Coming off a forgettable Spring Training, it is familiar territory for the Tribe.
"We surprised people last year," Indians closer Chris Perez said.
For the first two months of the season a year ago, Cleveland was the talk of baseball after it roared out of the gates to first place in the division. It is that strong start, combined with a healthy roster for the most part headed into Thursday's Opening Day tilt against Toronto, that has the Indians believing they can again contend for a postseason spot.
The players know that predictions do not always come true.
"Everyone who's picked to win doesn't always win," Indians second baseman Jason Kipnis said. "That's why you play the games. That's why it's settled between the lines."
A year ago, the sexy preseason pick was the White Sox, who ended in third place with 79 victories.
"Well, there you go," Kipnis said. "Point proven right there."
Kipnis is one reason that Indians manager Manny Acta is optimistic about his team's chances in 2012. Kipnis enjoyed a solid rookie stint with the Tribe last year and heads into this season as Cleveland's full-time second baseman. Acta believes Kipnis can provide a spark for the Indians' offense, which has been the main issue for the past few years.
Things did not look better this spring, when Cleveland posted its worst team batting average in more than a decade and was at the bottom of the standings in wins.
Acta is quick to point to the fact that players such as right fielder Shin-Soo Choo, center fielder Michael Brantley and designated hitter Travis Hafner are healthy and coming off decent spring showings. Beyond that, Cleveland has a new first baseman in Casey Kotchman, who signed as a free agent after hitting .306 for the Rays last year.
The Indians also have a budding star in catcher Carlos Santana and an All-Star in shortstop Asdrubal Cabrera.
"I'm not anticipating these guys taking a step back," Acta said. "We have to be better. We're adding Kipnis for the whole season. We have Michael Brantley with more experience. Every one of these guys has one more year of experience. If they are healthy, I'm anticipating these guys to get out there and battle for us on an everyday basis."
Cleveland cruised to a 30-15 record by May 23 last season and sat seven games in front in the AL Central standings at the time. The Indians held on to first place through late July, and they hung in the playoff picture deep into August, while doing everything they could to overcome the wave of injuries hitting the roster.
The Tribe lost its entire outfield -- Brantley, Choo and Grady Sizemore -- for extended periods of time, and lost Hafner for a couple stretches. The rotation was riddled with health woes as well, taking a toll on Cleveland's depth and giving Detroit a great opportunity to advance en route to a clinching of the division by 15 games.
"That's why we have so many games," Perez said. "This game is grueling, and the best team really does come out on top over 162 games. Last year, Detroit kind of stumbled in the beginning, and we took advantage of that and got a good lead.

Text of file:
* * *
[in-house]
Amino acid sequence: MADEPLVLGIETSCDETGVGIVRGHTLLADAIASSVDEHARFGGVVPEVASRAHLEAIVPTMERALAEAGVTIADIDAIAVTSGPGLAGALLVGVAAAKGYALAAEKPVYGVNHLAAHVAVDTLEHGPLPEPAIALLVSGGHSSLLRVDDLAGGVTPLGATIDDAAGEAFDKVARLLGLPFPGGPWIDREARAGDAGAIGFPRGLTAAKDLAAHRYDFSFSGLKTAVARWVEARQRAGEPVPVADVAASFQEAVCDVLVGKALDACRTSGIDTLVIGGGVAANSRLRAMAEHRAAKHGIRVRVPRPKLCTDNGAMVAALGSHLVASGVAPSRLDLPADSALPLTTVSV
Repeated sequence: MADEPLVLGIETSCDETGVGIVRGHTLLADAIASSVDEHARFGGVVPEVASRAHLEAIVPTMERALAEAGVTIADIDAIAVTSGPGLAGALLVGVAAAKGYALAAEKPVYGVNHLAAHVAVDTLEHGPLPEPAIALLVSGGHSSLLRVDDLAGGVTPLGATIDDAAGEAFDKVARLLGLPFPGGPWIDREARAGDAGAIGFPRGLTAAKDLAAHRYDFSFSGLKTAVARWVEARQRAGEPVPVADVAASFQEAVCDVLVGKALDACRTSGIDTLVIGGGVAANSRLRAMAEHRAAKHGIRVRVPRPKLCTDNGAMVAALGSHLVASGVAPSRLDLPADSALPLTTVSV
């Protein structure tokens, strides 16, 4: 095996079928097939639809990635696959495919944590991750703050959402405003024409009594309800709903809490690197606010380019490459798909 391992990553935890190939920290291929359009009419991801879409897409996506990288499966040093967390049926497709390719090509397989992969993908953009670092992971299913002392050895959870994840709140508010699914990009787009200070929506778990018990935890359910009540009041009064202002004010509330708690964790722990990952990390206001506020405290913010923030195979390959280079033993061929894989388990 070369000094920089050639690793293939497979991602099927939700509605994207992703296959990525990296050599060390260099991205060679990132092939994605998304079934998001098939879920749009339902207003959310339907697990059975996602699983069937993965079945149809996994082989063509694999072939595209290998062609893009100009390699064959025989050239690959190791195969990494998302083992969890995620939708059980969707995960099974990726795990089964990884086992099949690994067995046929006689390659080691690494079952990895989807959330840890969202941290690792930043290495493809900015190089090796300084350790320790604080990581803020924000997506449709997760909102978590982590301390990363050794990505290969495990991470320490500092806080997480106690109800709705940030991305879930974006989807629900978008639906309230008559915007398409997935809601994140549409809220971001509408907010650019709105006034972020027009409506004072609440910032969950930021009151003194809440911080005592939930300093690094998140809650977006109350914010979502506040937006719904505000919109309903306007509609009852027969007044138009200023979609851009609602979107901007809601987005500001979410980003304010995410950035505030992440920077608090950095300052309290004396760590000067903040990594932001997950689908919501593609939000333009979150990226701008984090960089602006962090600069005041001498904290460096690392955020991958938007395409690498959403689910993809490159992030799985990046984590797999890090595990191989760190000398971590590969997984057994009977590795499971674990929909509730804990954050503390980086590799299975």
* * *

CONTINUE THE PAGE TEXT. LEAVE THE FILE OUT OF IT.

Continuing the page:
"They kind of pulled it all together, got healthy, took off and got on fire."
The Indians head into this season with sinkerballer Justin Masterson leading a rotation that will also include Ubaldo Jimenez, veteran Derek Lowe, Josh Tomlin and Jeanmar Gomez. Perez, who made the AL All-Star team last season, leads a bullpen that returns as one of the better relief units in the league.
Cleveland is counting on its pitching to carry much of the load this season.
"I don't think our club is built around offense," Acta said. "It's been pitching over the last two years."
Much of the team's success might rest in the hands of Jimenez, who was Cleveland's blockbuster acquisition at the July 31 Trade Deadline last season. If the right-hander can come close to the form he displayed in 2010, when he won 19 ganes for the Rockies and was a contender for the National League Cy Young Award, the Tribe could be in good shape.
Jimenez believes the Indians have what it takes to keep pace with Detroit.
"There's no doubt about it," Jimenez said. "You can't worry about what other people say about your team. They're going to have their nine guys against our nine guys. You just worry about going out there and competing and winning. You can't be worrying about the stats, or how much money a guy has.
"The only thing we have to worry about is winning. When we cross the lines, we have nine guys against their nine guys. That's it."
The Indians lost more often than they won during Spring Training, but Kipnis reiterated how little that means once Opening Day arrives.
"Does anyone remember the Spring Training record of 2011?" Kipnis said. "No, they don't. I don't think it really matters in the end. Sure, it's frustrating, and sure, you'd like to see some wins out there in the spring just for the mere thing of reassurance that this team looks good and is ready. In the end, these at-bats don't matter. The wins and loss column doesn't matter. Everything resets at zero.
"You never know. It could be the same thing last year where somewhat of a new team shows up and runs out of the gates and is winning games. Literally, no one would ever mention anything about Spring Training again. This team is excited to show what we've got."